good point JW...I believe religion is fundamentally evil. This because it requires people to stop thinking. Any individual, who was able to think in an unfettered fashion and dared to question the tenets of religion, was labelled by Christianity as being evil or a heretic. The original sin according to Judaic and Christian dogma is man’s capacity to think! Christianity takes the side of everything weak, base, ill-constituted; it depraves reason by teaching us to believe that the supreme values of intellectuality are sinful, as being misleading and as temptations.

 

The very basis of religion is mysticism which creates false realities; makes people feel guilty where guilt is absent but useful to the religionists; where the mysticism-plagued mind waits for external guidance from external authorities. These authorities that include governments and religious movements are fully aware of this. They consequently assume an external and immoral ‘authority’ over us. Indeed they continue to generate and justify the use of force such as the Inquisition, excommunication and religious wars and terror, and through fraudulent means by making false claims such as miracles, divine sightings and –intervention. Or through plain dishonesty they communicate information and interpret incidents such as burning bushes and ‘smoking guns’ to suit particular agendas. Thus those in authority manufacture so-called ‘realities’; create false standards and strengthen your feelings of guilt in order to control and manipulate you. In the political arena, leaders mislead their citizens with misinformation; they create fear through imagined threats to people’s safety and in its extreme form, these master mystics enforce their corrupt goals through force and violence often couched in internationally accepted terms and legislation which they justify as being for ‘the common good’.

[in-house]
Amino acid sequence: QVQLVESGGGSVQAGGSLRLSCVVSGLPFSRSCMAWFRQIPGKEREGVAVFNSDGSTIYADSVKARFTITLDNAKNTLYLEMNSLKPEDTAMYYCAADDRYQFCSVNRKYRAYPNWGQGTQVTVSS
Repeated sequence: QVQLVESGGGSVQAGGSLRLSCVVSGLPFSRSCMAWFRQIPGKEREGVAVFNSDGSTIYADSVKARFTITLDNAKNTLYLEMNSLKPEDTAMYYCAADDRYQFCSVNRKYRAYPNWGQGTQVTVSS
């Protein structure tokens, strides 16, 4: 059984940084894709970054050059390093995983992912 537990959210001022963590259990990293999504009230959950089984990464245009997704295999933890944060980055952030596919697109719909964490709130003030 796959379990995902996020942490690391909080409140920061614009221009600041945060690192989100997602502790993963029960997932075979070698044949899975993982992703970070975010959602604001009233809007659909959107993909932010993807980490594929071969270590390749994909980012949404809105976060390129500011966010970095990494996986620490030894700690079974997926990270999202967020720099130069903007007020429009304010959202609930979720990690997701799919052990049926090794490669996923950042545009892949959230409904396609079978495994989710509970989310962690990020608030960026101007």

Unfortunately we were taught as youngsters not to question the Bible or our leaders. This creates a natural barrier to intelligent enquiry which was always countered by the decree that you must have faith and trust in your leaders religious or in the political arena.

That is why Dawkins' is wrong. The capacity to think is our legacy and indeed our responsibility; to deny that is to deny our morality.

Which is our enemy in this case, islam or christianity?  if its christianity should islam be our friend? if it is islam should christianity be our friend? the christian extremists in africa are just as bad as the islamists. how do we decide which is the lesser of the 2 evils, by which we, a different culture, identify more with? Maybe our enemy is religion as a whole.. there enemy would be us. We would be our own friends. Its an interesting question... but i see no outcome in which religion of any kind and peace coincide.
Not all Muslims are radical. Most are moderates. Now where have I heard that before. Oh, yes. That described the Nazis in Germany in 1933.

Eh... Sorry. You have picked a single christian nation and decided to apply it to all muslims? The scale seems a bit out of whack :) I think Germany's behaviour in WWII was also a far more complex issue than religious fervor. That was just justification - the drive was german national pride, and complexes of superiority.